Female Killdeer on nest (Photos by Don Reimer)
Female Killdeer on nest (Photos by Don Reimer)
By the second week of June, spring migration has largely achieved its yearly goal of placing birds at their intended nesting destinations. There are always some tail-end stragglers, of course, and intriguing species of out-of-range birds that somehow find their way into Maine. Recent examples include three White Pelicans seen in southern Maine. An immature Brown Booby, a large tropical seabird, was spotted off Monhegan and later observed near Mount Desert Island by lucky participants in the Down East Spring Birding Festival. And a vagrant shorebird normally found in western U.S. regions, a slender Wilson’s Phalarope, recently surprised birders at Weskeag Marsh.

Meanwhile our local nesters are getting down to the business of rearing young. Data results from the Maine Bird Atlas project are accumulating as the tempo of nesting efforts quickens and becomes more obvious to Atlas observers. I’ll share three instances where I applied the Atlas breeding criteria to gain confirmed breeding status.

American Robins start nest building by mid-May and typically produce two to three broods annually. My photo of this particular robin nest has some historical perspective. I was familiar with this site since robins reconstituted the same nest from last year. Constructed of fine grasses, weed stalks and an interior mud lining, the nest sat on a wooden beam of a busy home porch where three eggs successfully hatched. Confirmed breeding status was established by applying the Atlas code “NY” = nest with young. I discovered an interesting nesting phenomenon at a neighboring home that is worth mentioning here. Some female robins build multiple partial nests in a side-by-side layout. Possibly due to “lack of nest orientation,” or perhaps an inexperienced first-time nester, triple nests were separately constructed along a deck girder at the house next door! Just one nest was utilized, however.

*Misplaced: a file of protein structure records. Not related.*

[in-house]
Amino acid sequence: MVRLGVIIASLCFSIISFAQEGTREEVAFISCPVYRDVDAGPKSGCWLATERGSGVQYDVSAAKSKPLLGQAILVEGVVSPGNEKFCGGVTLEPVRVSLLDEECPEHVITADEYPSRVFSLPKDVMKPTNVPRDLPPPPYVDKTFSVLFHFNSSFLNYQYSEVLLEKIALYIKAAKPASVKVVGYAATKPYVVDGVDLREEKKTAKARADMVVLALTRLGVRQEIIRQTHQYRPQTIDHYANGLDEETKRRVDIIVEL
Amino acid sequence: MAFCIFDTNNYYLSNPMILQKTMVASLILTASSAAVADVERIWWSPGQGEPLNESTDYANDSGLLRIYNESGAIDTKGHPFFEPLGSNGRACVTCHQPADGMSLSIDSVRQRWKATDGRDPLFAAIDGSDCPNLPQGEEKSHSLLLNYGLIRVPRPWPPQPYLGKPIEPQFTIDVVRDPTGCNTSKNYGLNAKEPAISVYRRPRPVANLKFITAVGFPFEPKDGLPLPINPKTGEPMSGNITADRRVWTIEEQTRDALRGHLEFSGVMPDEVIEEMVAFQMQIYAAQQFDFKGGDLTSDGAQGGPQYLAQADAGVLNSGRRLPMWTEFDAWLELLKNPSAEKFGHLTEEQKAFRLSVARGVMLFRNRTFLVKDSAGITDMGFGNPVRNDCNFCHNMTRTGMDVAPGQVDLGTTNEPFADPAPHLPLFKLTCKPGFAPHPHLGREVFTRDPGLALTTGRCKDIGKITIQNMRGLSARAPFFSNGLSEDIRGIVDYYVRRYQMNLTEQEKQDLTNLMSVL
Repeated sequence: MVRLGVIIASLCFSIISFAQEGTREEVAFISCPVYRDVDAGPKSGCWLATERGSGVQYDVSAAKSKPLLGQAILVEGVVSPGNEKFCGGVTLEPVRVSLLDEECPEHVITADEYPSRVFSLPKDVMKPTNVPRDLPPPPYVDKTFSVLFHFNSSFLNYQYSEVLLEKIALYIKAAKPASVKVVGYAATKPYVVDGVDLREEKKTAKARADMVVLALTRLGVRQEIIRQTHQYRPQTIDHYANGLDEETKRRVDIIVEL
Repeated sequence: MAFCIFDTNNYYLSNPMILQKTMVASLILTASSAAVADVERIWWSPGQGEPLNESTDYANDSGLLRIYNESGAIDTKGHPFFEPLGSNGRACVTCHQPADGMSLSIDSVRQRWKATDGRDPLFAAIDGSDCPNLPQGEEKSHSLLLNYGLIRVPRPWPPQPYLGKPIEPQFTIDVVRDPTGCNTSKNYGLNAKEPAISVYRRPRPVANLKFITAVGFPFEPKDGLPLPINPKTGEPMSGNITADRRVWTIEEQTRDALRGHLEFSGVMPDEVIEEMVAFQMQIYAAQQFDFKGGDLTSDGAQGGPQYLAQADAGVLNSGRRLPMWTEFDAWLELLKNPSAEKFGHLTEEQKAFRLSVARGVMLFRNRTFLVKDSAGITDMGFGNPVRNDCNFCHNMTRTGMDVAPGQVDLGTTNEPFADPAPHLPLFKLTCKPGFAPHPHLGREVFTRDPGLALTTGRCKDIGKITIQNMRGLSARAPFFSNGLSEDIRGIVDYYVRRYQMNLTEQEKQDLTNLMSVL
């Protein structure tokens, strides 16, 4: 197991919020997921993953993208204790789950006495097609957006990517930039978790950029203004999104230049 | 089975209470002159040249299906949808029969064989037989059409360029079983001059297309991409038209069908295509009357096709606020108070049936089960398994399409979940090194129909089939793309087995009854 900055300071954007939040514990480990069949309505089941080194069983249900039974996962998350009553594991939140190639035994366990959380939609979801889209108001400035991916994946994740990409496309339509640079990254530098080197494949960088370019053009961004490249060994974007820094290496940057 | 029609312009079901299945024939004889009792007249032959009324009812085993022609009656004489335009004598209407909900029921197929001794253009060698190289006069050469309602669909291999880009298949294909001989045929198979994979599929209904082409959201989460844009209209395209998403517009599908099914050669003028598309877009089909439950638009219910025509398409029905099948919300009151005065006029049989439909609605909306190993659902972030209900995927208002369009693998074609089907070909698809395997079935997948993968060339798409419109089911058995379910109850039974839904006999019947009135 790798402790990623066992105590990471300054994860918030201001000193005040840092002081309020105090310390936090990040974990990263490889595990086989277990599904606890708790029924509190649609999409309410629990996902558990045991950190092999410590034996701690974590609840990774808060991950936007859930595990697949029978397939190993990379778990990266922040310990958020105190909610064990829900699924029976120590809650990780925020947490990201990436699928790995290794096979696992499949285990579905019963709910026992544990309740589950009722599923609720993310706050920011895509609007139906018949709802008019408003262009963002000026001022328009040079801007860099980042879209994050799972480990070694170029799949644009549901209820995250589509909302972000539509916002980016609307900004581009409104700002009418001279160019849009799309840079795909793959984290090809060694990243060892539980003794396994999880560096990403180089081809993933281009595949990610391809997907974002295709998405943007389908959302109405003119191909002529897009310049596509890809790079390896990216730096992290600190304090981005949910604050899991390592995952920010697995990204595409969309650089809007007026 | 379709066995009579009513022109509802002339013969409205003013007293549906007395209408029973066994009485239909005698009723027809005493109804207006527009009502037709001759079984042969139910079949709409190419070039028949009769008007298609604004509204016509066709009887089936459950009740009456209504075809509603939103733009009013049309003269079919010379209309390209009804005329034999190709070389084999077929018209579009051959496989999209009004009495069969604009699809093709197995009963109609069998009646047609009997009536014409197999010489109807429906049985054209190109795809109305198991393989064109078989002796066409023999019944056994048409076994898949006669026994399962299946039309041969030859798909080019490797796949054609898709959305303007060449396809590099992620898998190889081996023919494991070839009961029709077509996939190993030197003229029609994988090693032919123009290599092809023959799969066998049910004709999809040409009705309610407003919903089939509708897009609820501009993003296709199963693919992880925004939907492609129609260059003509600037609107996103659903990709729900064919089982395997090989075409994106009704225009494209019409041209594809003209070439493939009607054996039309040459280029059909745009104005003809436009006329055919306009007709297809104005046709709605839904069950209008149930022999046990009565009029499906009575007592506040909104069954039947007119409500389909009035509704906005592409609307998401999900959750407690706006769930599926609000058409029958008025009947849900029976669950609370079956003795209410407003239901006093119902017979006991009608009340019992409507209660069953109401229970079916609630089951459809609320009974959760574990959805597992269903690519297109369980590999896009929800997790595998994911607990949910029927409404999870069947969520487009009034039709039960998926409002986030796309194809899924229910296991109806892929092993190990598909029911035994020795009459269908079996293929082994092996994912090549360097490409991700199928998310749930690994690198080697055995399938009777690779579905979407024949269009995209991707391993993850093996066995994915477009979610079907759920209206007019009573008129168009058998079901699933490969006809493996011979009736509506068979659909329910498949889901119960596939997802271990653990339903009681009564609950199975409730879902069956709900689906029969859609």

Arriving in mid-March, pairs of Red-Winged Blackbirds are currently building nests as some earlier members are already feeding young. The female Red-Wing in my photo took repeated trips to her nest site, transferring long strands of dry grass into emergent cattails. Her animated male partner sailed back and forth above the nest site, making scolding “check” calls and flexing his crimson epaulettes for added effect. Some males are polygamous, mating with two to three females, depending on the quality and attractiveness of their nest territory. In the Red-Wing’s case, the confirming breeding code was “NB” = nest building.

While the majority of shorebirds nest in high-tundra regions, Killdeer are common Maine nesters. One might ponder why they nest on totally open ground that could become vulnerable to predators, but the strategy works well for them. Nests are often in close proximity to human habitations such as lawns, airports, cemeteries and even parking lots.

Selection of nesting sites may depend on availability of suitable ground cover such as graveled surfaces, stones or small rubble to help camouflage the nest — a simple depression in the soil lined with stones, wood chips and assorted debris. Nests with eggs have been found in heaps of broken glass. The male Killdeer creates various scrapes on the ground and the female chooses one.

Hatched with eyes fully open and a thick coat of downy feathering, the precocial Killdeer chicks come out running. And since incubation of the four-egg clutch doesn’t commence until the final egg is laid, the chicks all hatch within hours or minutes of each other. This critical detail contributes to the odds of survival for these highly mobile but temporarily flightless hatchlings. Atlas breeding code for this one? “ON” = occupied nest.